Natalie is all feelings and Stefano is all logic (the audience knows this because they explain their POVs using CHRISTMAS TREES as METAPHORS), but they start liking one another and connecting. There’s also a fun B story with two awkward teens who are into each other (this is often more compelling than the main story). In the end, her primary conflict of not knowing what she wants to do with her life is NOT resolved, but she does find love with the hot Italian chef, so that’s cool I guess.
I have a MAJOR GRIPE with this movie. There’s this one moment when Natalie and this Italian woman who’s stranded in town while on a caroling gig (?) — due to the same storm that traps Natalie’s cousin — accidentally kiss on the mouth. Both characters seemed embarrassed but also kind of… pleased, but NOTHING comes from it. In fact, the Italian woman likes STEFANO (and was also ~logically~ the right one for him). What a missed opportunity.
Rating: 2.25 out of 4 🍝
4. Feliz Navi-Dad 🔔
This one CLEARLY has the best title of the week. David is a principal at his daughter’s school in PINESTAR whose wife died a few years prior. He takes a second job as a delivery person (under the guise of making more money but really because he’s sad without his wife at Christmas) and meets Sophie while working the gig. They have REALLY WEIRD banter over boxes and end up swiping right on one another when everyone coerces David into using the apps. Sophie is “practice” dating and is only in town for a little while — she’s helping her dad sell her deceased mom’s toys (?) but will be returning to the Phoenix Philharmonic (ANOTHER ONE) soon.
They keep going on these “practice” dates but develop feelings for one another. Sophie also starts helping David’s daughter, Noel (L O L), with her… bell choir/glee club? David and Sophie’s feelings deepen and eventually they decide to be together and commute back and forth because THEY LOVE EACH OTHER.
Anyone who watches these movies knows that Mario Lopez does his best work opposite Melissa Joan Hart, so I was THRILLED when MJH made a cameo as a nutty hippy he goes on a date with. MJH also directed (!) this movie, and knowing that fills my heart with SO MUCH JOY. Also, when the two lead characters have their INTERRUPTED KISS (classic), the film editor basically layers on an Instagram snow filter. It was so bad that it was also satisfying.
Rating: 2.25 out of 4 🔔
Ugh, this one, duh, uses the Christmas Carol format. Vivienne, a country music concert producer, is at some sort of turning point in life (I’m not even totally sure what it is) while she has to work with her childhood best friend, Gavin, with whom she’s had a falling out. A mix of real-life country singers and one ‘90s actress show Vivienne her past, present, and future.
Vivienne vacillates between her Christmas Carol thing and actual life, both of which show her that Gavin had feelings for her (which she returned!) and tried to reconnect after their falling out. They obviously FALL IN LOVE and she also manages to get a gig producing an LA country music concert even though she’s staying in Nashville with her new/old boo.
I love “The Muppet Christmas Carol,” but THIS was a VERY DUMB take on the classic plot. Vivienne wasn’t a miserly grinch and she wasn’t going through a crisis like Jimmy Stewart in “It’s a Wonderful Life,” so WHY was she being visited by these ghosts/country singers? What was the endgame here? It was also SO confusing to have it go back and forth between the Christmas Carol stuff and the present-day stuff. This plot device was not effective or necessary. DUMB.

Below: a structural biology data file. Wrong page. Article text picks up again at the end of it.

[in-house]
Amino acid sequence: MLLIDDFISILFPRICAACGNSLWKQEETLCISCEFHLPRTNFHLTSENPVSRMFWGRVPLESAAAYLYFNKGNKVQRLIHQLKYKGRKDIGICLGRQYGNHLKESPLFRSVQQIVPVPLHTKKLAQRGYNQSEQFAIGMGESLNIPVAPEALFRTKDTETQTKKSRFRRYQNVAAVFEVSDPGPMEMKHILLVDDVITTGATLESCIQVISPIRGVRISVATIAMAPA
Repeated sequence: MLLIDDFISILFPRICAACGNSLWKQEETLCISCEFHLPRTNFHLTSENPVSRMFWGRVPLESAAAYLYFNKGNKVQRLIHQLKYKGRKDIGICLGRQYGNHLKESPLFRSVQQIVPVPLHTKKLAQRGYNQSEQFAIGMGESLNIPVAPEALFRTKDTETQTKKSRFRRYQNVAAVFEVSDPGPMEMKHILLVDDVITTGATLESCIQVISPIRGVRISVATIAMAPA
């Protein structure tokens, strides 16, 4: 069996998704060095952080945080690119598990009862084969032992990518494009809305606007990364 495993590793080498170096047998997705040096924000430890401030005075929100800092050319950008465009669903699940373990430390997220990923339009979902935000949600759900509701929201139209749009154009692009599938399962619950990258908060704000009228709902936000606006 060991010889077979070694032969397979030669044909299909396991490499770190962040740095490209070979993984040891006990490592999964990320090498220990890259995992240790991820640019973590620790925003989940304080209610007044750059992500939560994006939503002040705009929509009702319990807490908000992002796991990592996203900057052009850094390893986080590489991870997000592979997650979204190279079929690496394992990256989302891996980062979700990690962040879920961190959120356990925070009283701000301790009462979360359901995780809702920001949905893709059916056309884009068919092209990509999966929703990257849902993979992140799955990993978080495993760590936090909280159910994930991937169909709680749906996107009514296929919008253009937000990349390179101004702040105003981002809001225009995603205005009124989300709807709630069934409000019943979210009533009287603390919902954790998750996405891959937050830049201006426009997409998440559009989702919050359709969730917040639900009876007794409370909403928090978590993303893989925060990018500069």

Rating: 1.25 out of 4 🎶
6. The Christmas House 🏡
Mike is the star of a LAWYER PROCEDURAL called “Handsome Justice” — a perfect show which is also on the cusp of getting canceled. Mike goes home for the holidays and joins his mom, dad, brother Brandon, and brother’s HUSBAND in recreating the very excessive “Christmas House” decoration bonanza of their youth. It turns out that this is because Mike and Brandon’s parents are selling the house — and because they’re separating (!).
Along with the “Handsome Justice” and familial drama, Mike reconnects with his childhood crush (and partner magician in kid magic shows), Andi, and Brandon and his husband are waiting to hear if they can adopt. In the end, Mike has the option to save “Handsome Justice” but decides to do a spinoff instead in New York so he can live in his hometown AND OLD HOUSE with Andi and her son. Brandon and his husband find out they can adopt, and the mom and dad end up staying together even after they move.
HOY BOY do I have feelings about this one. After Hallmark heavily promoted it as the first of their holiday movies starring an LGBTQ+ couple, I was VERY disappointed to see that the LGBTQ+ couple was actually SECONDARY TO A STRAIGHT STORYLINE. Now, given that Hallmark stopped airing a Zola commercial because it had two women kissing just last year, I’m not terribly surprised by this — and, for them, this is progress. But DO NOT act as if you’re doing SO MUCH for inclusivity when you’re doing the bare minimum. It’s clear they promoted the movie as LGBTQ+-focused to pull in more viewers and appease the people they pissed off last year, but they kept it super heteronormative at the center so they wouldn’t ruffle the feathers of their main viewers. Still, if it wasn’t for this misfire, it would’ve actually been quite an enjoyable movie. The “Handsome Justice” stuff was RIGHT up my alley and I LOVED that the movie opened with a TV court scene.
Rating: 2.5 out of 4 🏡